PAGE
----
What if this is all a dream?

A California-based company wants you to be able to control your virtual-reality avatar just by thinking

EyeMynd is adding sensors to the HTC Vive VR headset. Photo: David Paul Morris/Bloomberg
EyeMynd is adding sensors to the HTC Vive VR headset. Photo: David Paul Morris/Bloomberg

What if you could step into virtual reality and control your avatar just by thinking? You tell your avatar to smile by thinking it, and it does, and all the other avatars see the smile. You think of moving forward, and your avatar acquiesces. Then, you step out of the virtual world. You have just been controlling a version of yourself, which feels real and seems to have emotions and experiences of its own, using just your brain. An odd sensation surfaces, between fear and wonder, like when you just watched the first Matrix movie. You begin to think: what if this life is just a dream, a simulation being controlled by someone else’s brain?

Dan Cook doesn’t hold back on drama when discussing his San Francisco, US-based company, EyeMynd Brainwave VR. What he and his team are working on is, to him, not just a way to enhance the virtual experience, but a path to answering a question philosophers and scientists have been stumped by for millennia: What is human consciousness?

Cook, who has a PhD in physics and has also studied cognitive neuroscience, says he’s figured out how to capture brainwaves outside the human skull and gain information from them—on how the brain controls the whole of human experience. Using this information, EyeMynd has created what Cook calls a Brain Operating System. Now, they have used the HTC Vive VR headset, added sensors and their unique technology to it and created a headset they say will let you control actions in VR just by thinking.

“For our beta version, which we will release in 2017 to VR developers, we are putting 16 brainwave sensors into an HTC Vive headset. These will let people smile and make other authentic facial expressions in VR just by thinking,” Cook explains. “Every year, we will launch a new headset with double the number of sensors from the previous. So, soon we’ll be able to control not just the face but the arms, the fingers, the legs and everything using just the brain. You won’t need a keyboard, a mouse or hand-held controllers any more.”

If this is possible, we will be able to communicate with others in VR, create things, learn, even find love. The VR Cook is talking about is not just one where we will see a beautiful landscape of Australia and feel like we have seen it. We will be sitting in a café in Australia, or a fictional place, actually thinking, all while our brains in what we call reality, are telling our avatars what to do, and even what to think. If we reach this level of immersion, we may also start understanding things about our current selves.

This is where that odd sensation grips you and takes you down a scary but exciting tunnel of possibilities. If using our brain waves, we can actually give our virtual avatars the capability to think and remember, then how are we different from them? Is there another version of us, somewhere, who is dreaming this current state that we call the real world? “In Hindu mythology, Vishnu dreams all the universes. The world we are in is Vishnu’s dream. But what if we are all sleeping Vishnus? What if this world is a dream and when we wake up, we have a higher consciousness?” Cook asks.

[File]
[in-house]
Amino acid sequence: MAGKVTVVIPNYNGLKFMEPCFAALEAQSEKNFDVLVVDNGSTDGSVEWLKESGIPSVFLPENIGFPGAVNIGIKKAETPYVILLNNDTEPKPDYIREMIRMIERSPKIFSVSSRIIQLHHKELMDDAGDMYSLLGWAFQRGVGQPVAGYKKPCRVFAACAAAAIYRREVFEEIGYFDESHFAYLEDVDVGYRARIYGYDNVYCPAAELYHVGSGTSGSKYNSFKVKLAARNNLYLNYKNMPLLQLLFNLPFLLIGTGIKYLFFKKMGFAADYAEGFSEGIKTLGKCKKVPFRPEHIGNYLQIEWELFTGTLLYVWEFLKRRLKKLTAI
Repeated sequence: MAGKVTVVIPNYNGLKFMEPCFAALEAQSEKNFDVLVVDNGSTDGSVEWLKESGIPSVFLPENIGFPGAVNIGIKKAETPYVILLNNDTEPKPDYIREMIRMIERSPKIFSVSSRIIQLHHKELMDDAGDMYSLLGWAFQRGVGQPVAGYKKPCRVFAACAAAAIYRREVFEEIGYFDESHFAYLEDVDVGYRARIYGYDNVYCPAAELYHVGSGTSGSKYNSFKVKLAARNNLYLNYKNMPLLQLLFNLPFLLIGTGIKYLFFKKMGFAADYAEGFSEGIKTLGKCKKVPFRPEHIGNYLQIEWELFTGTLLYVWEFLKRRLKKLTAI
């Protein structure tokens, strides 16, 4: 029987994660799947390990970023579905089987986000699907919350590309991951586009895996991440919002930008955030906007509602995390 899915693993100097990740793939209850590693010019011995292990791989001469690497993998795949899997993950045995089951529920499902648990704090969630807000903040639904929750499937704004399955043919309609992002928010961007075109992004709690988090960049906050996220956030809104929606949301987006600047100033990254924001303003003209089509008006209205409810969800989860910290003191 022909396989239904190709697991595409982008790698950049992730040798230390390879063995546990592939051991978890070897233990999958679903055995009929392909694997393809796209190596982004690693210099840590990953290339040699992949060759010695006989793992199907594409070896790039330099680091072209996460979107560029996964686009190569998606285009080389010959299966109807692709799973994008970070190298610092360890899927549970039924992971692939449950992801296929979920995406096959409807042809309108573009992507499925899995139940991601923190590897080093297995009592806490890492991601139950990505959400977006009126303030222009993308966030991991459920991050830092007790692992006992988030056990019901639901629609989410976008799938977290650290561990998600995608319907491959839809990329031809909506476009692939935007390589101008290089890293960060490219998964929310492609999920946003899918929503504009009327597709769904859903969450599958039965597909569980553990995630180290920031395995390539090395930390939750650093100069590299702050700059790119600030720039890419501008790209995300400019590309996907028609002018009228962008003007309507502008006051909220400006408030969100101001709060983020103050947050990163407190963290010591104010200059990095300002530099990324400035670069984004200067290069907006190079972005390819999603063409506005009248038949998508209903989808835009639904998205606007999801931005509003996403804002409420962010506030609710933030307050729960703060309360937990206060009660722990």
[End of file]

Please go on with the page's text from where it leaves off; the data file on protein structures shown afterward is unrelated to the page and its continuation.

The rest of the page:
If we can breathe real life and consciousness into an avatar, we could, theoretically, become immortal. But what if we already are? Cook asks. If brain-wave VR is successful, we will be able to have two selves and remember what the one in VR experiences. What if this is already the case? What if consciousness is something that is eternal, and our current state is just a level, like virtual reality, several levels down from that eternal consciousness?

At this point, it is difficult to ascertain whether Cook is a genius or a madman. Indeed, there are many who are sceptical of his plans. Several doctors don’t think brain waves can be accurately studied without making incisions into the skull. Cook himself admits that the skull, being an effective semi-conductor, stops most brain waves escaping. He says what EyeMynd does is find the brain waves that do escape “like needles in a haystack” and glean tremendous amounts of information from them.

The plan is grand. Cook has been thinking about this since 1981, when he first began to fantasize about controlling his Apple computer using just his mind. Now, EyeMynd is planning to open offices in China and India and begin manufacturing headsets. They expect to announce the beta version by March. In a few years’ time, Cook expects us to be creating universities in virtual reality, learning there, and revolutionizing medicine once we have discovered how the brain really does control everything.

There are several ifs and buts in this plan, and Cook’s conviction that there are multiple levels of consciousness could be premature. Even if his technology does allow us to control actions and thoughts in the virtual space using our brains, we don’t know what that experience will feel like, or what it will help us discover. But a truly immersive virtual reality is going to ask questions about what the word “reality” even means and add new fodder to the eternal conversation about consciousness.